According to Title 18 of the United States Code, section 951 (conspiracy to act as unregistered agents of a foreign government) the ten Russian agents were criminally charged with and pleaded guilty to secretly conspiring to act as agents of the Russian government. None of the agents were charged with espionage because they all failed to access and pass along any classified information (Epstein, A. 2017, March 07). The associated consequences in violating these laws were that all ten Russian agents were deported back to Russia and their U.S. and other countries’ passports were revoked. This deportation came with a cost of course, the United States of America decided to make a deal with the Russian government, and with deportation of all ten Russian agents; the U.S. gained four of their own agents back that where held captive in Russia for the same type of crimes. On July 7-8, 2010, the U.S. and Russia reached a deal under which the ten individuals arrested in that country would be deported to Russia in exchange for individuals who were convicted of espionage by Russia. This was called the Illegals Program (Vicini, A. J., Pelofsky, J., & Katz, B. 2010, July 07).
In the case of Operation Ghost Stories most of the ten spies that were arrested, charged and deported were originally from Russia. Since most of the illegals were not U.S. Citizens and because of this it made it a fairly different judicial process. The law regarding espionage in the United States is listed under Title 18, United States Code, section 951 which is conspiracy to act as unregistered agents of a foreign government (18 U.S. Code § 951 – Agents of foreign governments, n.d.). This law aided in the investigation and apprehension of the illegal Russian agents because it allowed accouple things. First, it allowed the FBI to gather years of evidence making it possible to obtain the arrest warrants needed to charge the spies. Second, this law aided in the rapid conclusion of the case to avoid a trial that could have potentially disclosed sensitive information about information-gathering techniques used by the FBI (Weiser, B. 2010, July 06).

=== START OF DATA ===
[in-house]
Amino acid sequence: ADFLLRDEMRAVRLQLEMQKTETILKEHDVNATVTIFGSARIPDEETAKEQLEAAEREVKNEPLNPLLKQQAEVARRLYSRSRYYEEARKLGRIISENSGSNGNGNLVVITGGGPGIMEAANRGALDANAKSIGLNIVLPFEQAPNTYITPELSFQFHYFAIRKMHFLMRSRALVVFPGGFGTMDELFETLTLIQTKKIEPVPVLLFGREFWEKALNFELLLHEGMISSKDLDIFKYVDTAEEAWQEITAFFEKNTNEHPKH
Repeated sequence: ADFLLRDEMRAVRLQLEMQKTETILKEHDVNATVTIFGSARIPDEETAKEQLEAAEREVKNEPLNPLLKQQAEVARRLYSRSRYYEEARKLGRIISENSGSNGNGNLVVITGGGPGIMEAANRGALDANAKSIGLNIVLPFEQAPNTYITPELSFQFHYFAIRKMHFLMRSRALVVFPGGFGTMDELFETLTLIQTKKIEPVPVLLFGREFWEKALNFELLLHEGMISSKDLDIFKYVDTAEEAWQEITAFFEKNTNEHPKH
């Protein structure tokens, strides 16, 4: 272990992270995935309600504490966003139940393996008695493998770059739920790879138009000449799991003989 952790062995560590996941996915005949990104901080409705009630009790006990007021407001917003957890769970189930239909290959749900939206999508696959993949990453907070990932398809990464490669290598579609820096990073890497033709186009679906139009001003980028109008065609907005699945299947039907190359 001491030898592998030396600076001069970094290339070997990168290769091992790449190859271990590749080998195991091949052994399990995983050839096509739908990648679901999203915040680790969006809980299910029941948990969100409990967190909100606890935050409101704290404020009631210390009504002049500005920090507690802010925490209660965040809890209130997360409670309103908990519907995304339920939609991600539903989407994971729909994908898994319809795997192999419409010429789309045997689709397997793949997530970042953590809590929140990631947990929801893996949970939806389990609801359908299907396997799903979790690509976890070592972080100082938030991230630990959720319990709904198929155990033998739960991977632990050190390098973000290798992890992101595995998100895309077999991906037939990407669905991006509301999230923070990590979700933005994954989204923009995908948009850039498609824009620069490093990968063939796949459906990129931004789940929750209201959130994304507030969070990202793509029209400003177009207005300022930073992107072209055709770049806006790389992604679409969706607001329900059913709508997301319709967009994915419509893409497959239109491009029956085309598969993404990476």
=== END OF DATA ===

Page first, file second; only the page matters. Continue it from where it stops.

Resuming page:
There were indeed political factors that influenced the facilitation of the crimes committed in Operation Ghost Stories. The 10 spies were accused of trying to gather information for the Russian Federation, and Russia has a long history with the United States when regarding espionage. Since the Cold War which started around 1945 right after WWII, the United States and Russia have been in a state of political hostility. Both countries haves used threats, propaganda, and other measures of short open warfare’s in order to one-up each other (Cold War Timeline, n.d.). Both countries have also used spies in order to secretly gather classified information from each other. When regarding Operation Ghost Stories it is clear that political factors influenced the crime committed by the 10 Russian agents.
The ability level of law enforcement agencies to effectively mitigate the crimes committed in Operation Ghost Stories were functioning. FBI agents used surveillance and sophisticated techniques, aided by support from intelligence analysts. Investigators also gathered information to understand the threat posed by the spies as well as their methods and tradecraft (Operation Ghost Stories: Inside the Russian Spy Case, 2011, October 31). Law enforcement aided in the investigation in multiple ways. One way includes the investigation on one of the spies named Mikhail Semenko. Makhail was first distinguished by the FBI when he used a computer in a restaurant to send encrypted messages, presumably to a car parked in the restaurant parking lot that had Russian diplomatic plates and was driven by a Russian official who was known to have transferred money to other Russian sleeper agents in 2004. On June 26, 2010 Semenko met with an undercover FBI agent purporting to be a Russian agent and accepted $5,000 (Sources: Call by Russian spy Anna Chapman to dad in Moscow led U.S. to hasten arrests, 2010, July 12). No international law enforcement was involved in this case. The United States took matters into their own hands since the crimes took place within their borders. The only time they dealt with an international party was for the prisoner exchange, which was also known as the Illegals Program. The U.S. and Russia agreed to conduct a prisoner exchange in which the 10 spies would be deported back to Russia in exchange for individuals who were convicted of espionage by Russia (Vicini, A. J., Pelofsky, J., & Katz, B., 2010, July 07).